Friday, October 31, 2014

Book Review: Lulu and the Hedgehog in the Rain by Hilary McKay (2014)

In her latest animal adventure, Lulu rescues a hedgehog during a terrible rainstorm, then feels personally responsible for his well-being thereafter. By enlisting the help of all of her neighbors - even the grouchy ones - she finds a way to keep him safe while giving him the proper habitat.

What makes this such a great series is that it does not rely on a set formula, and it focuses on character development and problem solving in addition to the enjoyment of animals. Though Lulu has met many animals throughout the volumes of the series, she has never had the same experience twice. This new story not only introduces an animal not often represented in fiction, but it also provides an opportunity to learn more about Lulu's community and her role within it. An animal may be at its center, but this is undoubtedly a story about people.

Lulu and the Hedgehog in the Rain shares similar themes with Violet Mackerel's Natural Habitat, and fans of one would easily enjoy the other. Even kids who do not traditionally enjoy animal stories will find themselves drawn to Lulu's unusual plan and the quirky people she must win over to make it a success.

Monday, October 27, 2014

Book Review: Rain Reign by Ann M. Martin (2014)

Rose Howard, who has OCD and Asperger's Syndrome, lives with her single dad, who has little patience for Rose's quirks, her obsession with homonyms, or her problems at school. Rose's dad often tries to cope by getting drunk, and time and again, he refuses help from his brother, Rose's kind and loving Uncle Weldon. Rose's dad does allow her to have a dog, however: Rain, whom he finds one night wandering the streets without a collar. Rose and Rain are completely inseparable - until Rose's father lets the dog out during a hurricane. When Rain doesn't immediately reappear, Rose realizes she may have lost her forever.

The most remarkable feature of this excellent novel is Ann M. Martin's sensitive treatment of a main character with autism. Martin perfectly captures Rose's character starting from the very first page, where Rose reveals her sweetness, innocence, and annoying quirks in the way she introduces herself to the reader. "Do you have a diagnosis?" she asks, showing just how much her own life has been shaped by labels. Martin recognizes Rose's frustrations as well as those of people around her, and creates a balanced portrait of her life and circumstances.

What happens to Rain and Rose's anger at her father are also handled very well in this story. Martin does a lovely job of filtering the loss of Rain through Rose's unique perspective and she conveys the sadness, hurt, and anger Rose feels in ways that are appropriate to her personality and to her point of view as someone with autism and OCD. Rose's diagnoses are not the defining aspects of her character, but Martin incorporates them into her character in a way that works nicely.

This is an emotional story, and dog lovers in particular will require tissues. (I am not a dog lover, and even I wanted to sniffle a little bit, especially when a twist about Rain's origins complicates the plot.) As a story about a girl who loves her dog, Rain Reign is the perfect read-alike for the Julia Gillian books and Because of Winn-Dixie. As a story about a character with a different outlook on life navigating difficult situations, it also compares nicely to Wonder (though Rain Reign is less transparently about "being different") and Rules (though Rules is a story about autism, instead of an ordinary story starring someone with autism.)

Kudos to Ann M. Martin for one  of the best-written middle grade novels of 2014.

Sunday, October 26, 2014

Book Review: Henry Reed's Journey by Keith Robertson (1963)

In the second book about Henry Reed, a full year has passed since the summer when Henry and  his friend Midge Glass founded Henry Reed, Inc. This summer, Henry is back in the states and headed for Grover's Corner, but this time on a road trip with the Glass family which begins in California. As Henry and the Glasses travel together through several states, they visit famous landmarks like Disneyland, The Grand  Canyon and Yosemite, and become involved in such escapades as panning for gold and joining an American Indian tribe.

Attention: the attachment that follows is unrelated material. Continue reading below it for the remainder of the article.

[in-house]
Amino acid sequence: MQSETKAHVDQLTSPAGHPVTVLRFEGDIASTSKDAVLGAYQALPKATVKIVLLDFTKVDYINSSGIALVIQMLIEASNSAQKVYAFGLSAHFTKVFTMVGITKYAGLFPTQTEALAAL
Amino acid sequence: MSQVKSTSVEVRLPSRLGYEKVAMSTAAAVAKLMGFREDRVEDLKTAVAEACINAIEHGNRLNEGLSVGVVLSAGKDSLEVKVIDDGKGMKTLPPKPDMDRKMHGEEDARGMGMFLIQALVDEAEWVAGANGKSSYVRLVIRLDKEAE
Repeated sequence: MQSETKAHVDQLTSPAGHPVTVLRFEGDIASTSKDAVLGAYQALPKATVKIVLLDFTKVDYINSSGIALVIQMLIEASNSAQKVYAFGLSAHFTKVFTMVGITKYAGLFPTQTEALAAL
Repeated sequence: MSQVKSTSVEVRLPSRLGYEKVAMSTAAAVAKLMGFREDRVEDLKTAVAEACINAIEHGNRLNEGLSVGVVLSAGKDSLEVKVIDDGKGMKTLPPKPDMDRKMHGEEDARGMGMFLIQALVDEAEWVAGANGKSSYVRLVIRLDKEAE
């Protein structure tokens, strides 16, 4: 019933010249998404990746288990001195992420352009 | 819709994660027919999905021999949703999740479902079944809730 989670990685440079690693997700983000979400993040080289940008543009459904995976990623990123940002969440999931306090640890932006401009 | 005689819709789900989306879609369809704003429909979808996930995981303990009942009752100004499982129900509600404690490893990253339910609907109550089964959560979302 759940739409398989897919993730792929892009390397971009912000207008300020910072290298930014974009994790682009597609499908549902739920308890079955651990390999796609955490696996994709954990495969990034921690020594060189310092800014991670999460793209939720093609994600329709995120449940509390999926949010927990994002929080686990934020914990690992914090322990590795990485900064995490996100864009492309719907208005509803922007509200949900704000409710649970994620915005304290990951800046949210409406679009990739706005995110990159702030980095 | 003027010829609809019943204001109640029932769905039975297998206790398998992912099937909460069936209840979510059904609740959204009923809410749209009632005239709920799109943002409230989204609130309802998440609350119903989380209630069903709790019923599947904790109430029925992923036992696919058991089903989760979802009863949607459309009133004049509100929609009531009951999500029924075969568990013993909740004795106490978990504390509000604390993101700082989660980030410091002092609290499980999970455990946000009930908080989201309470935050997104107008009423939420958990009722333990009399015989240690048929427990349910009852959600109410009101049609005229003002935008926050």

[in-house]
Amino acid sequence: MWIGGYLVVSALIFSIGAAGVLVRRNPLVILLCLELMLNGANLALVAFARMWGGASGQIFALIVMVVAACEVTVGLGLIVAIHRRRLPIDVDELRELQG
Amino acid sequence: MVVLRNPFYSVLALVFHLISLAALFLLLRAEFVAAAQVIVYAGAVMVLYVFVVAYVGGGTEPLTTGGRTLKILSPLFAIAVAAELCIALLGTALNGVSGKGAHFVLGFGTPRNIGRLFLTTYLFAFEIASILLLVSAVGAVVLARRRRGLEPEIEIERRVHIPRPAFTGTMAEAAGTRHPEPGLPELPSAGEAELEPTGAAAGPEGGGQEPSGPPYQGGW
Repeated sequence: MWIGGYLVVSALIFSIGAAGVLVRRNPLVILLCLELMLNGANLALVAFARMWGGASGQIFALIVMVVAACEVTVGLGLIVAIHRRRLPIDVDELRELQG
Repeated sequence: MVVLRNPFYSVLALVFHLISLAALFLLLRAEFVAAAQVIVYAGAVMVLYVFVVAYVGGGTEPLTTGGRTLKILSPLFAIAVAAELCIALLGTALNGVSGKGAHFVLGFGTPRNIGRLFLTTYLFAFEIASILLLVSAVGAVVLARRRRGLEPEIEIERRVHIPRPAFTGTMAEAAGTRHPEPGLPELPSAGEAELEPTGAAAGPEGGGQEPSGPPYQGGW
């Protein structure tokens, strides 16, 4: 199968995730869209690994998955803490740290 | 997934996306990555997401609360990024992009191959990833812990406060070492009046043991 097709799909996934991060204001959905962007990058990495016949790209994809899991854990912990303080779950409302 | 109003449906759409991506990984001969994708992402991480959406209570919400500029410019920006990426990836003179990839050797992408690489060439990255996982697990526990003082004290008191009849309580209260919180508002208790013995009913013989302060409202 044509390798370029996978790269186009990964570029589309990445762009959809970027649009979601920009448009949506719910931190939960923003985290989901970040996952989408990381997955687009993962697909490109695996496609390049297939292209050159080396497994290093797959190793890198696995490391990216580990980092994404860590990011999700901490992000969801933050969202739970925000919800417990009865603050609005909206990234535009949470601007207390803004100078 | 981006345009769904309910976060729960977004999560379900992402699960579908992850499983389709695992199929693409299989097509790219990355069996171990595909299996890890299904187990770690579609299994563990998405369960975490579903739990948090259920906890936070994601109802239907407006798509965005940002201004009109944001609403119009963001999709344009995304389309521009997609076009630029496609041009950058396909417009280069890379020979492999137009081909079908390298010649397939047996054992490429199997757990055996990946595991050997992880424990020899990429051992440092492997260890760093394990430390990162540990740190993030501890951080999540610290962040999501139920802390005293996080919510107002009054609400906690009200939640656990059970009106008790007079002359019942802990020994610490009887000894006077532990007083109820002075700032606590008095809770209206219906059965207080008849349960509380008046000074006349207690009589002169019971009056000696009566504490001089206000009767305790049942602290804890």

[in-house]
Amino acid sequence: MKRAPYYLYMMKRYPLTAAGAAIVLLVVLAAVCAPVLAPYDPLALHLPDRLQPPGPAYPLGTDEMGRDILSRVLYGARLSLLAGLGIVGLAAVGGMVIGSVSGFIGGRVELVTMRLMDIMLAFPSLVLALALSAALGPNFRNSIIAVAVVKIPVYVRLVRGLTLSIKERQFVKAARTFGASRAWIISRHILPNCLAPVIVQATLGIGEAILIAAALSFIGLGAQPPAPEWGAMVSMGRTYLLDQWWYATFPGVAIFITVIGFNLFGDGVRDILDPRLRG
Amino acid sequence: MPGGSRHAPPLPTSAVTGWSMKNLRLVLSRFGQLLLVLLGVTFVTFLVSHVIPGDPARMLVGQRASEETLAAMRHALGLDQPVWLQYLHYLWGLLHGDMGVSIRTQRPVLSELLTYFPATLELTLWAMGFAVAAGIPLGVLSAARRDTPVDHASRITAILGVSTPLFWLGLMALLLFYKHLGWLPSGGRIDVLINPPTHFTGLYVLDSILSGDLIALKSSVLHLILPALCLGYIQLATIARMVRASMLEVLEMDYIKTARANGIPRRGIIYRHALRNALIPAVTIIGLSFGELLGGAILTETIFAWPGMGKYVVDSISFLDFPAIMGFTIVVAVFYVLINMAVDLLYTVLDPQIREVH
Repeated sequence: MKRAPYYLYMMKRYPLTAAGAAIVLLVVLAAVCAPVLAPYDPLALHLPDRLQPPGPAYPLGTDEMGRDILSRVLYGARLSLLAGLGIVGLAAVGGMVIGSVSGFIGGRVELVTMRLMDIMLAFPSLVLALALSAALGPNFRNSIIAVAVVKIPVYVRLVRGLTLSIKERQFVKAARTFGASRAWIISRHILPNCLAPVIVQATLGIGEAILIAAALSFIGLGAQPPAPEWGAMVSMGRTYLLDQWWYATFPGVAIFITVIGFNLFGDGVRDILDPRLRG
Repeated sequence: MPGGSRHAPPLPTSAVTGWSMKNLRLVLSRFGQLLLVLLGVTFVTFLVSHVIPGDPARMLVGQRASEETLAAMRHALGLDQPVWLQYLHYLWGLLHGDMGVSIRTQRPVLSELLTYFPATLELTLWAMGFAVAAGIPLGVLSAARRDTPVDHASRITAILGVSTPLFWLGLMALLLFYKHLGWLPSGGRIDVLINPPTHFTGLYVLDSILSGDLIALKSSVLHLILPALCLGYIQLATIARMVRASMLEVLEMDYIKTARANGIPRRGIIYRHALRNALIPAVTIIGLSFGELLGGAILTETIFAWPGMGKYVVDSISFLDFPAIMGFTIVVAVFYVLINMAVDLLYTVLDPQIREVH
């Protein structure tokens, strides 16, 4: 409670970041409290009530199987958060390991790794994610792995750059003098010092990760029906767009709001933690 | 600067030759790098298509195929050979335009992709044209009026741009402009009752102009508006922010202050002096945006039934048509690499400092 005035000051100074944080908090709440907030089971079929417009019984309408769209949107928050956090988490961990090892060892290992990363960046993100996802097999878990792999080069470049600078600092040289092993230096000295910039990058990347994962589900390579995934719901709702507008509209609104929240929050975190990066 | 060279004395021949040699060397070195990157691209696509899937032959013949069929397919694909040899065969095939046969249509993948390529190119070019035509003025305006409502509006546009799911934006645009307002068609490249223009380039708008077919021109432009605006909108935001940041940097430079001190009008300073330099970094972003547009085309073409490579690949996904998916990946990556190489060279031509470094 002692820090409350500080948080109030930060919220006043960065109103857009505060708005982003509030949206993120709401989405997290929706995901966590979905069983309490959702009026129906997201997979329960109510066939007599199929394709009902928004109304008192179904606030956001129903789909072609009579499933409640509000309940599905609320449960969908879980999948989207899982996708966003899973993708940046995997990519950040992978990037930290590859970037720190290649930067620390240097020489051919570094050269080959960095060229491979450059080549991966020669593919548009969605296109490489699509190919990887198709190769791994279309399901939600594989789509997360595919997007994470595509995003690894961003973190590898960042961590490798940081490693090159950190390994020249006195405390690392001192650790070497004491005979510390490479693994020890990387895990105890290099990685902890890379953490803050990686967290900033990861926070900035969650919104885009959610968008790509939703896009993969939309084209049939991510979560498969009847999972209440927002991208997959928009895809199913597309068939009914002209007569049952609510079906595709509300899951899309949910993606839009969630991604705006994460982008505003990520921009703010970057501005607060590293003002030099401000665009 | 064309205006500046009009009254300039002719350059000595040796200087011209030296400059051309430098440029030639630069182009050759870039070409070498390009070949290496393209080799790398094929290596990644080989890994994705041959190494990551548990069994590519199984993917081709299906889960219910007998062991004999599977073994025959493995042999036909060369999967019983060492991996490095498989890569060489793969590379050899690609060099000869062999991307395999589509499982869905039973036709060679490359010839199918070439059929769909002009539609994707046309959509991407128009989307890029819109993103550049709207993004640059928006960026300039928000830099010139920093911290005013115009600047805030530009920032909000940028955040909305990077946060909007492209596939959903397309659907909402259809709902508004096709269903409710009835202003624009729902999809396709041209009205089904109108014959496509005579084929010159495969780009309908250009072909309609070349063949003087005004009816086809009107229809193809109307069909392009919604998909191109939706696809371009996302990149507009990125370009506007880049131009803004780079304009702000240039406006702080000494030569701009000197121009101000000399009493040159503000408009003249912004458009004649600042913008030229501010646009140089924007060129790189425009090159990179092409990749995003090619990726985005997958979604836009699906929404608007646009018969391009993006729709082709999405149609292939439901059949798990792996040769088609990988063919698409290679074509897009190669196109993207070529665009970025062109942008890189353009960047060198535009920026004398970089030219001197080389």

This book is every bit as funny as the first Henry Reed story, and perhaps even more entertaining because of the constantly changing setting. Author Keith Robertson uses running jokes - Henry's inability to find fireworks, Mrs. Glass's growing collection of souvenirs, and Midge's insistence on bringing home bags of pinecones for a museum back home - to build up the humor of the story and provide the book with some structure to tie each episodic chapter together. Henry's wry tone as he observes the chaos that often surrounds him and Midge continues to be an effective device and it makes the reader laugh even harder than she might otherwise. The book also does a decent job of providing the reader with a vicarious travel experience. It would be fun to follow the journey Henry takes in real life and read the book as you go.

Robert McCloskey's illustrations are also such a treat. They do clearly date the books to their time period, but I can't resist the vintage eyeglasses, clothing, cars, and drawing style. McCloskey also had such a talent for conveying personality in his artwork, and the facial expressions he draws in this book remind me so much of one of his best picture books, Lentil, where pictures truly do speak a thousand words.

Sunday, October 19, 2014

Book Review: The Mysterious Disappearance of Leon (I Mean Noel) by Ellen Raskin (1971)

The Mysterious Disappearance of Leon (I Mean Noel) is a bizarre 1971 middle grade mystery by The Westing Game author Ellen Raskin. Main character Mrs. Carillon is married off to a young man named Leon Carillon when she is just a child. When the couple are finally of age to live as husband and wife, they are out in a boat together when a storm hits. As he struggles to keep his head above water, Leon makes just one parting remark, before he mysteriously disappears. Mrs. Carillon only hears part of what he has to say; the rest is lost to the "glub blub" of the sea. Years and years pass by, but Mrs. Carillon - with the help of an old friend and an adopted set of twins - persists in her pursuit of Leon and the meaning of the "glub blubs."

I distinctly remember buying this book in paperback at Barnes and Noble on a family shopping trip to New Jersey sometime in the early 1990s. I was drawn to the cover, but perplexed by the content, and even after I purchased the book and brought it home, I could never get into it enough to sit down and finish it. I believe my problem was probably related to the fact that this book invites its audience to help solve the mystery. I found this intimidating as a kid, and too gimmicky. I just wanted to be told a story. (This is why I also hadn't read The Westing Game until last year.)